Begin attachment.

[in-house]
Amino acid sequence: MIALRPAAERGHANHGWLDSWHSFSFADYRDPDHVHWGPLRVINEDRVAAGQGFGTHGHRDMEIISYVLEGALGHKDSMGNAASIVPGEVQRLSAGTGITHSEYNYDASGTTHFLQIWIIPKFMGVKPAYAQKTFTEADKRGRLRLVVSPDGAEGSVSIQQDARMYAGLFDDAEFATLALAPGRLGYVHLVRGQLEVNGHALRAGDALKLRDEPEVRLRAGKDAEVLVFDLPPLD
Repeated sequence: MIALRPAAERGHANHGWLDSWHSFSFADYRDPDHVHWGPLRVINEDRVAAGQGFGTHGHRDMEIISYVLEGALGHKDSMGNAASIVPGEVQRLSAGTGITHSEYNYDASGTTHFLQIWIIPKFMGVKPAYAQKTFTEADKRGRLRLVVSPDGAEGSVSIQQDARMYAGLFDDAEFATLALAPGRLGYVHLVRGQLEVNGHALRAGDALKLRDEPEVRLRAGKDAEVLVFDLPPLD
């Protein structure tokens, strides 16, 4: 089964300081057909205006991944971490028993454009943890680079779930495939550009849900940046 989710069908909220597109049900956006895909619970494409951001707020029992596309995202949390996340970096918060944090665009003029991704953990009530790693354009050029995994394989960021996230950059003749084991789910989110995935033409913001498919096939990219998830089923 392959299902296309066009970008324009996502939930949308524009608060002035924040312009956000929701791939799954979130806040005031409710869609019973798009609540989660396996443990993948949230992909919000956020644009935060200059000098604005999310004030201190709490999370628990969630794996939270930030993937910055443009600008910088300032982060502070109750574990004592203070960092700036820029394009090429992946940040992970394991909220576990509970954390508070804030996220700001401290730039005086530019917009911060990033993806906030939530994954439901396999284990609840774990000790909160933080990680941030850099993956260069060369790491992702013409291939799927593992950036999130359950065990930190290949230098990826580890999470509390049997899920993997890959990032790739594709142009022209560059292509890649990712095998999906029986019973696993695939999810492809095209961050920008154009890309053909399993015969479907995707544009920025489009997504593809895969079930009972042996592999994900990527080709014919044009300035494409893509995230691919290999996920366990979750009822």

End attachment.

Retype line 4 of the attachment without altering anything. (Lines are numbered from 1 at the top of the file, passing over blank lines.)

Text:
């Protein structure tokens, strides 16, 4: 089964300081057909205006991944971490028993454009943890680079779930495939550009849900940046 989710069908909220597109049900956006895909619970494409951001707020029992596309995202949390996340970096918060944090665009003029991704953990009530790693354009050029995994394989960021996230950059003749084991789910989110995935033409913001498919096939990219998830089923 392959299902296309066009970008324009996502939930949308524009608060002035924040312009956000929701791939799954979130806040005031409710869609019973798009609540989660396996443990993948949230992909919000956020644009935060200059000098604005999310004030201190709490999370628990969630794996939270930030993937910055443009600008910088300032982060502070109750574990004592203070960092700036820029394009090429992946940040992970394991909220576990509970954390508070804030996220700001401290730039005086530019917009911060990033993806906030939530994954439901396999284990609840774990000790909160933080990680941030850099993956260069060369790491992702013409291939799927593992950036999130359950065990930190290949230098990826580890999470509390049997899920993997890959990032790739594709142009022209560059292509890649990712095998999906029986019973696993695939999810492809095209961050920008154009890309053909399993015969479907995707544009920025489009997504593809895969079930009972042996592999994900990527080709014919044009300035494409893509995230691919290999996920366990979750009822």